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South Sudan 6 years on: Church leaders across East Africa call for prayers for peace

By Tearfund | 07 Jul 2017

As the world’s newest country reaches its 6th anniversary this Sunday 9 July, Church leaders in South Sudan and in neighbouring Kenya and Uganda are calling for prayer for the restoration of peace and stability in South Sudan. A movement of over 3,000 churches will be uniting in prayer this weekend and a National Day of Prayer on Monday 10 July has been organised in Juba.

The country has declared that, amidst ongoing conflict and a food crisis that has seen 50% of the population dependent on food aid, 2 million displaced internally and a further 1.9 million flee the country, official independence day celebrations will not go ahead this year.

In South Sudan, Tearfund is providing food to vulnerable households, including the elderly and those with a disability, through vouchers and cash. This enables families to purchase staples, such as pulses and oil, at markets. At the same time children who are malnourished are being given a high energy food supplement as part of a programme to help them and their families to get healthy again. Despite the troubled times, families are also provided with seeds and tools to be able to continue farming in small vegetable gardens so that they have a food source in months to come.

Andy Morgan, Deputy Head of Tearfund’s East and Southern Africa Team said:
“The humanitarian needs of the people of South Sudan are dire and although the recent increase in international aid has helped, the food crisis is still extremely serious and we must and will do more. We are committed to continue to pray for peace in South Sudan and will not give up! Peace and stability are essential for the people of South Sudan to be able to live dignified and peaceful lives in the long-run.”

Bishop Anthony Poggo, former Bishop of the Diocese of Kajo-Keji, a Tearfund Partner in South Sudan, who was recently appointed as an Advisor to the Archbishop of Canterbury in the UK said:
"We pray that the people of South Sudan, the people of my homeland, who are so fully loved by God, unite. We pray that healing and restoration will come soon and that the South Sudanese find strength in their diversity and in the beautiful and resourceful country we call home. Be encouraged we are praying with you! Never give up!"

Father James Oyet of the South Sudanese Council of Churches, who have organised a National Day of Prayer in Juba on Monday 10 July said:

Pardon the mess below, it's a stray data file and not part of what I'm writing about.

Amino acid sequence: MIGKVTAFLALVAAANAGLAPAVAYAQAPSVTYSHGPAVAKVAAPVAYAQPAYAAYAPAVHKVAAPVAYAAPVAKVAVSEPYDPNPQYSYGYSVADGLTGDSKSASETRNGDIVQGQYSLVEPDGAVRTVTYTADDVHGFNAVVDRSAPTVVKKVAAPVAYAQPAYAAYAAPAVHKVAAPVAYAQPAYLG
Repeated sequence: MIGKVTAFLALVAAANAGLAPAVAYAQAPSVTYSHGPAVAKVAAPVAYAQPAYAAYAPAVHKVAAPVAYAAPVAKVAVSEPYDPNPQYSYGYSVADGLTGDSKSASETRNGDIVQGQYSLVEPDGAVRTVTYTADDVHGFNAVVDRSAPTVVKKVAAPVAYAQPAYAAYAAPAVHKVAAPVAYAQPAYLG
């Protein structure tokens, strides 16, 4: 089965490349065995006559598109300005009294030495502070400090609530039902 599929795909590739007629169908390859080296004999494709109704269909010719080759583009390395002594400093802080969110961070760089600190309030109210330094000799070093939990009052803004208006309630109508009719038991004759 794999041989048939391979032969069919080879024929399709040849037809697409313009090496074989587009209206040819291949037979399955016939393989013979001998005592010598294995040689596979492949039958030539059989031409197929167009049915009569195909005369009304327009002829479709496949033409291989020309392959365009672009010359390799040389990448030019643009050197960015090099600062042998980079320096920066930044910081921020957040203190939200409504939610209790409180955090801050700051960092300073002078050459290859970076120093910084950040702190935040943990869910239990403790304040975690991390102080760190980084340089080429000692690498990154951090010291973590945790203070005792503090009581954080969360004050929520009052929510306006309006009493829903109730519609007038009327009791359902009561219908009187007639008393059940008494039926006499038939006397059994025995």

“In spite of all the thunderstorms of life, the food crisis, the economic crisis, we want to thank God. We thank God for life and celebrate the people of South Sudan. We thank God for Independence, but now we seek healing and reconciliation as the wounds are too big.”

Bishop Arkanjelo, Secretary General for the Evangelical Alliance for South Sudan said:
“When independence came we felt free, hopeful and excited about the future, so now there is a lot of pain. We have gone back to war, a war that’s even worse than before as now it is us and us, fighting each other. On Sunday, I am visiting the Adjumani refugee camp in Uganda, where I will hope to restore hope and encourage those living there temporarily that one day peace will come to our country.”

Bishop Joseph Mophat Kiliomba, of the Pentecostal Evangelistic Fellowship of Africa said:
“There can never be development without peace. Our prayer and our desire is to see South Sudan developing and prospering like other neighbouring countries. When there is a problem in one part of the region, the whole of East Africa is affected. Kenya is hosting many refugees from South Sudan. The prayer we all share, is for peace and for the interests of individuals to be put aside for the greater good of the whole country.”

Reverend Dr. Silvester Arinaitwe, Secretary General of the Uganda Joint Christian Council said:
'Almost 1 million refugees from South Sudan have come to Uganda now. We have welcomed them as brothers and sisters who are experiencing troubled times in their homeland, but most people naturally want to return to South Sudan, their home. We are praying for the restoration of peace.”

ENDS

For further information or interview requests call Esther Trewinnard on 07929 335606 or Tearfund Media Team on 0208 943 7792. For out of hours media enquiries please call 07710 573749.

Photos:

Worshippers unite in prayer at the African Inland Church in Juba, South Sudan (Tom Price/Tearfund)

Worshippers unite in prayer at the African Inland Church in Juba, South Sudan (Tom Price/Tearfund)

A South Sudanese woman at prayer at the African Inland Church in Juba. (Tom Price/Tearfund)

A South Sudanese woman at prayer at the African Inland Church in Juba. (Tom Price/Tearfund)

Notes to editors:

  1. A National Day of Prayer is being organised by the South Sudanese Council of Churches on Monday 10 July.
  2. As of the beginning of May, there are 1.9million South Sudanese refugees in neighbouring countries (Sudan, Uganda, Kenya, Ethiopia, DRC, CAR) including over 500,000 people who fled the country since 31 December 2016. 761,550 people fled South Sudan in 2016, more than in the years 2013 to 2015 combined. 62% are under 17 years old. There has been no notable return movement since the peace agreement of August 2015, because of ongoing insecurity.
  3. As of June this year 950,562 South Sudanese refugees have arrived in Uganda alone. By the end of the year, 400,000 a further new refugees are expected to arrive in Uganda.
  4. As of May this year, 98,103 refugees from South Sudan are currently registered in Kenya.

Tearfund is a Christian relief and development agency and a member of the Disasters Emergency Committee (DEC).

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